Dr. John's Resources
"eazy-peazy guides to jumpstart your thinking"
RE-search means to look at something in a new way, from a different perspective, shaped by your wisdom and insights. I created Dr. John's Eazy-Peazy Resource: Research Skills to outline research skills.
Ask questions about something you want to know more about. These questions become the focus of your research, the central idea, the thesis. You investigate these questions and then report about what you have learned.
Frame your research topic in the form of questions or a hypotheses (theories about potential answers). Research questions may help direct and focus your research. Good research questions should be
Your skills in analysis, interpretation, and critique will help your research. Pay attention to the words you are reading. Interprete their meanings. Recognize the context, the situation that gives rise to those words, and hence, their importance to your research.
Good readers always ask the question, "What is the main idea of this text?" Writers plant clues and signals in their writing, readers respond to them in predictably and relatively uniform ways to create meaning from their reading. In reading for the main idea, watch for
This is a variation on Native American Medicine Wheels, a metaphor for the "stages" of research. Contemporary composition theory parallels include Linda Flower's stages of problem solving and Young, Becker & Pike's description of invention stages.
OVERVIEW, The East, The Eagle
The first stage is getting an overview of background material on the subject, standing back to take a good look. On the Medicine Wheel, the symbol for this is the East (the Eagle in the east represents clarity & illumination).
FOCUS, The South, The Coyote
The second stage is seeing how to put all the pieces together, symbolized by the coyote, the trickster. At the second stage of research, you, like the coyote, "play" with your data, run circles around it attempting to discover what to "do" with the material.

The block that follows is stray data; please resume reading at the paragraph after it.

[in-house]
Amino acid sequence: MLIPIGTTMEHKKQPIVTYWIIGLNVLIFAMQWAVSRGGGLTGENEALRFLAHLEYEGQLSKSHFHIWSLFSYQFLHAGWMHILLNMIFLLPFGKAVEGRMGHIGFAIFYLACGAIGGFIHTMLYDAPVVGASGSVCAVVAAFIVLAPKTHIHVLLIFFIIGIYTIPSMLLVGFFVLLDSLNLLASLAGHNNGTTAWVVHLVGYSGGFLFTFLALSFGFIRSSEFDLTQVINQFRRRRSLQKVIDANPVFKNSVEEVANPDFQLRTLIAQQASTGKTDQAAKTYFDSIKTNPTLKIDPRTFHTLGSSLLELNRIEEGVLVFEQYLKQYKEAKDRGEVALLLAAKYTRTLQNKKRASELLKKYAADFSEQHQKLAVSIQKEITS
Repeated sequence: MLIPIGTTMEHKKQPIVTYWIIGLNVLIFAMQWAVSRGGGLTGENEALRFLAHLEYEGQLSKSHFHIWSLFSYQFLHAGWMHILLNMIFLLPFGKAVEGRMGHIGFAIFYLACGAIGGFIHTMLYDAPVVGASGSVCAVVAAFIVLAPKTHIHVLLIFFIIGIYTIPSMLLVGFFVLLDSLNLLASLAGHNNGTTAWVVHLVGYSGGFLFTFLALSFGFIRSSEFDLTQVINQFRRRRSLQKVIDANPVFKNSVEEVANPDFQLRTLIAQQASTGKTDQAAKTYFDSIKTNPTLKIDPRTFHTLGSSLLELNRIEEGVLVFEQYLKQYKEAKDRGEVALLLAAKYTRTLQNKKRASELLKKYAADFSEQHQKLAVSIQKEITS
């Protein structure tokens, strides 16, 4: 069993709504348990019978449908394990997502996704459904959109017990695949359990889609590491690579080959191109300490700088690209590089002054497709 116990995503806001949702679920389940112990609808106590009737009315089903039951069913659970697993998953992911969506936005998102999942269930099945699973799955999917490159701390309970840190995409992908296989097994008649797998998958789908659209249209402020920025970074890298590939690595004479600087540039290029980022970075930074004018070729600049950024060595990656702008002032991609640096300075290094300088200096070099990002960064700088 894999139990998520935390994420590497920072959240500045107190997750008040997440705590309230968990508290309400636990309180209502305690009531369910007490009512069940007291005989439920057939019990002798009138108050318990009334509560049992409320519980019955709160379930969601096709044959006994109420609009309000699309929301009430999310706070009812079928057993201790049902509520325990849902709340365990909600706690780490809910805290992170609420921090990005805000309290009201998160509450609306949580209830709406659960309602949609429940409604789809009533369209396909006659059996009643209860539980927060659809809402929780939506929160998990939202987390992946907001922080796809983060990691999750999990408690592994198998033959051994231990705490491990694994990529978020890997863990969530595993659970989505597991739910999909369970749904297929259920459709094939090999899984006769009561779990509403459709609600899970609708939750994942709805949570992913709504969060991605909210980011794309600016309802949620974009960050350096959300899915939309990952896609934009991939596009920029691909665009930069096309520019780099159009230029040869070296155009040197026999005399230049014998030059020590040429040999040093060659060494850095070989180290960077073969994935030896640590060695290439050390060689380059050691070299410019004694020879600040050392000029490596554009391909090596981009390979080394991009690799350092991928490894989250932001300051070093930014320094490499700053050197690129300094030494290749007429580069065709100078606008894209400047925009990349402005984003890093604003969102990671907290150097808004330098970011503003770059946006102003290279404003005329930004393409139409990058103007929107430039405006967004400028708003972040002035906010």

INTROSPECTION, The West, The Hibernating Bear
The third stage is the opposite of the eagle's sense of detachment. The West side of the Medicine Wheel is the place of introspection, represented by the hibernating bear...suggesting that, at this stage in research you think about where your research is going, what dreams and visions it creates for you and for your readers.
WISDOM, The North, The White Buffalo
The last stage is learning from what you have done. The white buffalo represents wisdom, collective knowledge, culture.
Research begins with a question about something you want to learn more about. Writing is a way of reporting what you have learned. Your research question is the focus of your writing, the central idea, the thesis. The purpose of research writing is to present answers to questions. This can be done in two ways
Citations show what you have derived from your reference sources and exactly where you found your information. They give credit to the people whose ideas you are using. Citations generally appear in two places in your essay
There are many citation styles. Follow the one required by your class, program, schooi, or job.
Veit, Richard, Christopher Gould, and John Clifford. Writing, Reading, and Research. New York: Macmillan, 1994.
I created Dr. John's Eazy-Peazy Resources to support my teaching and creative endeavors. I hope you will find them valuable and welcome your input. My contact information is below. Thanks for visiting!
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